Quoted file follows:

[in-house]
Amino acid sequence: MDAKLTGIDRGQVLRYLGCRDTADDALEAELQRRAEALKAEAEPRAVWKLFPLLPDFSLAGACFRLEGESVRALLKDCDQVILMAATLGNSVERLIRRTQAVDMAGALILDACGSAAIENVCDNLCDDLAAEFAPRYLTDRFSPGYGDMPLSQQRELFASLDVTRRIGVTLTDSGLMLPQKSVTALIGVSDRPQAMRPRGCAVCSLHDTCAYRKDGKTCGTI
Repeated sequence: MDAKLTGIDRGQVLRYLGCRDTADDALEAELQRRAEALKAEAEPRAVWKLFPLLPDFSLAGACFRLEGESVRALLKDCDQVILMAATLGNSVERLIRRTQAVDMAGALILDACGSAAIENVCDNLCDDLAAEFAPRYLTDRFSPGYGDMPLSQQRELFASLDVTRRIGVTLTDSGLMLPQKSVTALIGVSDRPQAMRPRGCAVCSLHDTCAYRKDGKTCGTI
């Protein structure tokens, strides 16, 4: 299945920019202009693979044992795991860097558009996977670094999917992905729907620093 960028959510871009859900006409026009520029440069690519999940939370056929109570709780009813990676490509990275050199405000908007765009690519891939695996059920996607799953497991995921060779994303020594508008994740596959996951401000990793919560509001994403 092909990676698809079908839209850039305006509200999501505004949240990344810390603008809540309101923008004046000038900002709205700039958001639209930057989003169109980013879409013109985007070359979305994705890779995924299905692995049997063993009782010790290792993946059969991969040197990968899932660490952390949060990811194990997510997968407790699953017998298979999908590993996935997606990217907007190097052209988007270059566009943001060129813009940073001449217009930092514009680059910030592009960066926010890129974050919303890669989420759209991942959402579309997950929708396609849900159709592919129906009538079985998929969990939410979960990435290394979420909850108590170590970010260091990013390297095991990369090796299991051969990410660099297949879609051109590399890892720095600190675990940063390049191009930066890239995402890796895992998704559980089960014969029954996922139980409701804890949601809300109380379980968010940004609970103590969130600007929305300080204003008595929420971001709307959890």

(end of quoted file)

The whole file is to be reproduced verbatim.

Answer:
[in-house]
Amino acid sequence: MDAKLTGIDRGQVLRYLGCRDTADDALEAELQRRAEALKAEAEPRAVWKLFPLLPDFSLAGACFRLEGESVRALLKDCDQVILMAATLGNSVERLIRRTQAVDMAGALILDACGSAAIENVCDNLCDDLAAEFAPRYLTDRFSPGYGDMPLSQQRELFASLDVTRRIGVTLTDSGLMLPQKSVTALIGVSDRPQAMRPRGCAVCSLHDTCAYRKDGKTCGTI
Repeated sequence: MDAKLTGIDRGQVLRYLGCRDTADDALEAELQRRAEALKAEAEPRAVWKLFPLLPDFSLAGACFRLEGESVRALLKDCDQVILMAATLGNSVERLIRRTQAVDMAGALILDACGSAAIENVCDNLCDDLAAEFAPRYLTDRFSPGYGDMPLSQQRELFASLDVTRRIGVTLTDSGLMLPQKSVTALIGVSDRPQAMRPRGCAVCSLHDTCAYRKDGKTCGTI
């Protein structure tokens, strides 16, 4: 299945920019202009693979044992795991860097558009996977670094999917992905729907620093 960028959510871009859900006409026009520029440069690519999940939370056929109570709780009813990676490509990275050199405000908007765009690519891939695996059920996607799953497991995921060779994303020594508008994740596959996951401000990793919560509001994403 092909990676698809079908839209850039305006509200999501505004949240990344810390603008809540309101923008004046000038900002709205700039958001639209930057989003169109980013879409013109985007070359979305994705890779995924299905692995049997063993009782010790290792993946059969991969040197990968899932660490952390949060990811194990997510997968407790699953017998298979999908590993996935997606990217907007190097052209988007270059566009943001060129813009940073001449217009930092514009680059910030592009960066926010890129974050919303890669989420759209991942959402579309997950929708396609849900159709592919129906009538079985998929969990939410979960990435290394979420909850108590170590970010260091990013390297095991990369090796299991051969990410660099297949879609051109590399890892720095600190675990940063390049191009930066890239995402890796895992998704559980089960014969029954996922139980409701804890949601809300109380379980968010940004609970103590969130600007929305300080204003008595929420971001709307959890």